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BeagleBone Green and Black Setup

General instructions for getting up and running with a BeagleBone Green or Black.

Useful site for running Debian on BeagleBone boards. Google Group.


  1. Install and Boot from SD Card
  2. Flash the Onboard eMMC
  3. Setup the debian User Account
  4. Disable and Remove Bonescript / Cloud9 / Nodered
  5. Create the System Update / Upgrade Script
  6. Install Essential Development Tools and Libraries
  7. Install Java
  8. Locale / Timezone
  9. Install ZSH and Oh My Zsh
  10. Disable Unused Capes (HDMI, Wireless)
  11. Remove the Additional Login Messages
  12. Kernel Update
  13. I2C Clock Frequency
    1. I2CDetect
  14. Networking Configuration
    1. Setup Static IP Address
    2. On other Pi-like Debian Jessie Distributions
  15. Pinout

Install and Boot from SD Card

Download the latest Debian IoT SD image for BeagleBone. I would recommend using the Buster IoT (without graphical desktop) for BeagleBone and PocketBeagle via microSD card image. Burn to a microSD card using a tool like Win32 DiskImager or Etcher and boot the BeagleBone from the microSD card with a network cable attached.

Locate the BeagleBone on your network and ssh onto it using the username debian.

Flash the Onboard eMMC

To copy the Debian image from the microSD card onto the onboard eMMC, edit the /boot/uEnv.txt file on the microSD card and remove the ‘#’ on this line:


Enabling this line will cause the BeagleBone to copy the microSD Debian installation onto the onboard eMMC every time it boots.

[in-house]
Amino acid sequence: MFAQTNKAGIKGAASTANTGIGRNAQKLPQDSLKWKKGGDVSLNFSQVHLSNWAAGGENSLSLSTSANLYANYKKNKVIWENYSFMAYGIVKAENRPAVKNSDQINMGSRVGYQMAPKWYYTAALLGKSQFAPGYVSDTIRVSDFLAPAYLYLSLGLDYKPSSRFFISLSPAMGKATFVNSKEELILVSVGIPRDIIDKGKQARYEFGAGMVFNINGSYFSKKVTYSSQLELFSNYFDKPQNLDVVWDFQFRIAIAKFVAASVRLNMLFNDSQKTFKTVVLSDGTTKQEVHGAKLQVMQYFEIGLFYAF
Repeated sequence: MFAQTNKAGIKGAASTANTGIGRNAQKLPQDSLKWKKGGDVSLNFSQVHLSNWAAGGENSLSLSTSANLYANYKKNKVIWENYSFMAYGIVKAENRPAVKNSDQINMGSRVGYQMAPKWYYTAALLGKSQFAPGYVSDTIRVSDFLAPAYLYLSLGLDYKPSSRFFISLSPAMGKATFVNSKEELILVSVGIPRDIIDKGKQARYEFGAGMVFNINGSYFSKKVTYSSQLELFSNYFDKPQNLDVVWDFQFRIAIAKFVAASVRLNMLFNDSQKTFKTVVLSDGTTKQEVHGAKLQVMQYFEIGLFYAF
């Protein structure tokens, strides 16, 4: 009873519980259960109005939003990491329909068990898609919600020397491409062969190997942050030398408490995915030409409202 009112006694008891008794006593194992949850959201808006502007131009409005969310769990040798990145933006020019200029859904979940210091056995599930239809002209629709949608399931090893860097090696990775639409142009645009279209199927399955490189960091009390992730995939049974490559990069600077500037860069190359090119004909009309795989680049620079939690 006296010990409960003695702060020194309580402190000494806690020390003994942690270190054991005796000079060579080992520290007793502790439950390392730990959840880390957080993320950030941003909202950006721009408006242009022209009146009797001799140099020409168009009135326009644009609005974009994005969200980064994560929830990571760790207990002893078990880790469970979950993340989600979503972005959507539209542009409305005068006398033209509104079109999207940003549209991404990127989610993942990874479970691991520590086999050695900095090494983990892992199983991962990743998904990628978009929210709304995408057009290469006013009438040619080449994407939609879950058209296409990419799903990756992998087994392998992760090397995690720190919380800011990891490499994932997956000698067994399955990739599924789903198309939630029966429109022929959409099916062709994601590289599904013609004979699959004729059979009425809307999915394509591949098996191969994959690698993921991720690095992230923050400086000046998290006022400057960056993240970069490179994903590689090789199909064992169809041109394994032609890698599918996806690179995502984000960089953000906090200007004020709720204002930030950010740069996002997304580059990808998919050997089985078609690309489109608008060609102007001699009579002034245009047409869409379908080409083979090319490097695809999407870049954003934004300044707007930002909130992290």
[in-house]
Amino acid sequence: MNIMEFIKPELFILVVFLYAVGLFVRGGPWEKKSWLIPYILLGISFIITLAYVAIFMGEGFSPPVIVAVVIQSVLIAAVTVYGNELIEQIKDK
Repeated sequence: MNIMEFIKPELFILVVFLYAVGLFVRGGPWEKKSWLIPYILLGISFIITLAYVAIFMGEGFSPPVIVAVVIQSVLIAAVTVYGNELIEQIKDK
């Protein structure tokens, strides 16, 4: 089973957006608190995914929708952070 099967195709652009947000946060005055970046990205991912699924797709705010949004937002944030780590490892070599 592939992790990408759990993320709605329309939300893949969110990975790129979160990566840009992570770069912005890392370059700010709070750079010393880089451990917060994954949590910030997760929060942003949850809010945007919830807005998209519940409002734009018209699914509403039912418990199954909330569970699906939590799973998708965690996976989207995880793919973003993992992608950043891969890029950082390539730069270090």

Now reboot. Booting the BeagleBone with this configuration option enabled will initiate the eMMC flashing process. The LEDs will cycle for a few minutes (cylon sweep pattern) - this may take 5-6 minutes. When complete the 4 LEDS will all light up for a moment before turning off. Obviously do not interrupt this process as you may corrupt the eMMC.

Once complete disconnect the power from the BeagleBone and remove the microSD card. Note that the flashing process will repeat if the microSD card is left in.

With the microSD card removed, power-on the BeagleBone - it should now boot from eMMC. The microSD card should be reformatted as it is no longer needed and accidentally booting from it will reflash the eMMC thereby losing any changes that have subsequently been made.

Setup the debian User Account

Install your ssh key: ssh-copy-id debian@<bb-ip-address>

Change password from ‘temppwd’: passwd debian

Edit /etc/sudoers.d/admin and change to:


Add the debian user to group gpio (if not already a member): sudo usermod -a -G gpio debian

Edit ~/.bashrc and enable colour prompt: Remove the ‘#’ from force_color_prompt=yes

Disable the graphical desktop since we are using the headless image:

sudo systemctl disable

Disable and Remove Bonescript / Cloud9 / Nodered

I don’t use these services and disabling / removing them can save quite a bit of disk space and memory as well as significantly speeding up updates. (I need to doublecheck these commands).

sudo systemctl stop bonescript.socket
sudo systemctl disable bonescript.socket
sudo systemctl stop bonescript.service
sudo systemctl disable bonescript.service
sudo systemctl stop bonescript-autorun.service
sudo systemctl disable bonescript-autorun.service
sudo systemctl stop nodered.socket
sudo systemctl disable nodered.socket
sudo systemctl stop nodered.service
sudo systemctl disable nodered.service
sudo systemctl stop cloud9.socket
sudo systemctl disable cloud9.socket
sudo systemctl stop cloud9.service
sudo systemctl disable cloud9.service
sudo systemctl stop nginx.service
sudo systemctl disable nginx.service
sudo apt -y remove c9-core-installer bonescript nodejs bb-node-red-installer
sudo apt -y purge c9-core-installer bonescript nodejs bb-node-red-installer
sudo apt autoremove && sudo apt autoclean

Create the System Update / Upgrade Script

Create /usr/local/bin/update:


apt update && apt -y upgrade && apt -y --auto-remove full-upgrade